Article arguing against MOOC's

Hi everyone,

I came across this article today arguing against MOOC’s. I was just wondering if any of you had any thoughts on what is being said. The article can be found here:

If I have understood their “report” correctly, their argument against MOOC’s can be summarized as:

  1. Not everyone has access to technology
  2. Face-to-face education has better results
  3. MOOC’s promote elitism, where the “white elite” get face-to-face education, whereas the masses get online training.

This seems truly bizarre to me. Surely without MOOC’s there would be a greater divide between the “elite” that go to university, and the rest that have no other options for higher education? Or am I missing something. To be honest, this group that published the report seems to have a terribly skewed view of online learning, open access to education and MOOC’s. Am I being overly critical, or do others agree with my reaction to this article?


There are lots of articles like this, recently also This was posted in the PWYM community - a MOOC :slight_smile:

There are legitimate criticism about MOOCs not reaching the underserved market. My personal opinion is that this is caused by a mix of access to technology and disempowerment. I think both of those need to be addressed.

I also think MOOCs and other online learning are thrown into the same category. I’m not an expert on the theory, so I’ll only mention that I know xMOOCs and cMOOCs exist, someone else can point to places properly describing this.

My understanding of this - xMOOCs that are about delivering more of the same thing over the internet to more people at a lower cost. Courses are typically still run by a professor and you may here things like automated problem generation and scoring, big data, content from the best professors in the world.

cMOOCs are more about decentralizing the content and structure and encouraging more connections. You may hear things like peer-driven, connected learning, interest driven, self directed, project based, etc.

I’m not the fan of the idea of xMOOCs. I think the power of the internet and learning on the internet is that people can take charge of their own destiny and don’t need to wait for some important professor to start preaching.

Read this. How do you feel about an algorithm rating your skills and telling you what to learn next?

This is my 2c, take it as such

Hi @dirk,

I actually experienced something like this during my psychology post-grad. It was through a correspondence learning university in South Africa, and they replaced lecturer-based marking with a combination of peer-marking and a machine learning algorithm. How it worked was that five copies of each student’s work would be distributed to five other students taking that module. Each student would then end up with five papers to mark, and receive five marks for their own paper. A machine learning algorithm then would compare mark distributions from your marking and that you received with a normative probability distribution.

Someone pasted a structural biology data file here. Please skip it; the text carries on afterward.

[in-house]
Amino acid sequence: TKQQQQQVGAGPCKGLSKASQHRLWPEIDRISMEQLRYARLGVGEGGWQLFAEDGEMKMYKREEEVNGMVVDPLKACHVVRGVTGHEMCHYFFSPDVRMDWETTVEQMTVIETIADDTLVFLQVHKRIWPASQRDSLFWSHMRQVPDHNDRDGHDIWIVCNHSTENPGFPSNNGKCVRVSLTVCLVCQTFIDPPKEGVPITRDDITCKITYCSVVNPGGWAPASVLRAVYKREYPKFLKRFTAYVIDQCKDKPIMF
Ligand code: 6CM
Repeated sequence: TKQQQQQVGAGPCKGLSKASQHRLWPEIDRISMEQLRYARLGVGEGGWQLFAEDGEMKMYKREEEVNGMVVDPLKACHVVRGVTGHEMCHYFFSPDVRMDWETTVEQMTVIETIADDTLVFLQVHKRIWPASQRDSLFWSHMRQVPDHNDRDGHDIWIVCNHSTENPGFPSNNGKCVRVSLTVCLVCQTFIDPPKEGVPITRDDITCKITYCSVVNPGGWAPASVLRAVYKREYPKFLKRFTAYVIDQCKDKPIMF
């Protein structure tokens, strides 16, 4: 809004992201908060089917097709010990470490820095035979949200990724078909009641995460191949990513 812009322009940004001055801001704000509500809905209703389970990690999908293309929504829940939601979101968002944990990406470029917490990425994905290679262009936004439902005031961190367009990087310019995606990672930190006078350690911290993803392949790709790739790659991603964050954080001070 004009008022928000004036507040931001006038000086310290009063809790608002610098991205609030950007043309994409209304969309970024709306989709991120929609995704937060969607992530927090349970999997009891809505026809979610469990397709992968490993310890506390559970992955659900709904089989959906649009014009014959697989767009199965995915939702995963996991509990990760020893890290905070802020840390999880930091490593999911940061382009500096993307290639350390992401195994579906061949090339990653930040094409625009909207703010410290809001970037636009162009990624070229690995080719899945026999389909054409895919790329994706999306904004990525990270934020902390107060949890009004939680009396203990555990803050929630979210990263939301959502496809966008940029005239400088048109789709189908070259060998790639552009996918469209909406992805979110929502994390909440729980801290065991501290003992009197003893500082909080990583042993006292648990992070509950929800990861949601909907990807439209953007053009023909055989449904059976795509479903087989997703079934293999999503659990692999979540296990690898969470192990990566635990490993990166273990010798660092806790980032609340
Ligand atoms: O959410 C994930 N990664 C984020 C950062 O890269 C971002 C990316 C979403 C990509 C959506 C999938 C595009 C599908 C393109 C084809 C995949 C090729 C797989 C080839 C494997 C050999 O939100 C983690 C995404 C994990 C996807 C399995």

I ended up failing an assignment because one of the papers I marked was really useless, and I gave a low mark which ended up falling within an anomalous threshold within the algorithm, and I received marks with an “anomalous” degree of variation from the other students. Due to the two statistical anomalies, my final mark was generated by the algorithm and I failed the assignment. At that point I lost any faith I had in that particular institution.

I have had positive experiences, however, with automated marking algorithms. For example with MOOC’s I have participated in from Stanford and Udacity, where computers will run submitted computer programs, and if the expected results are produced, then you pass that assignment. This made a lot of sense for the specific courses (Machine Learning and Artificial Intelligence). I cannot see, however, that something analogous would work at all in the social sciences and humanities.


The peer assesment sounds awesome, but how they calculated your score and the finality of the algorithm’s answer sounds terrible! Did you receive the peer assessment afterwards and did it help you reflect on your work?

I think that only applies to specific isolated computer programs. I like things like Crobots and other variants, but I see it more like a game.

Actually, to be honest, I don’t like grades at all. It always feels tangental to learning.

I am really intrigued by the work around better peer-review and peer-grading systems, but when they get deployed in high-stakes settings (e.g. grades that count for your degree and will affect your chances of getting a job) people start focusing on designing against misuse, rather than for generosity. Thanks for sharing your story.

Yes, I did receive the peer assessment afterwards. There were a few comments that were helpful, but also a lot of obvious misunderstanding by one of my fellow students which resulted in a very low score, whereas the others gave me a very high score (leading to a high variation). If there were an opportunity for two-way discussion, the misunderstanding could have been avoided, as well as the consequence for me.

I agree. However, it is a very convenient way of assessment for teachers and lecturers. However, I think that the fundamental problem with most marking systems is that they compare a learner’s responses to a set of questions representing a fraction of the knowledge domain being covered, against the responses of an individual teacher. Firstly, the rest of the knowledge domain is ignored. Secondly, this format does not suite all learners. Then finally, it assumes that the teacher’s single set of responses is the only correct response.

I am very excited about OpenBadges, as I think that interactive feedback and encouraged dialogue allows for a much more thorough and accurate assessment of the individual’s grasp of the knowledge domain.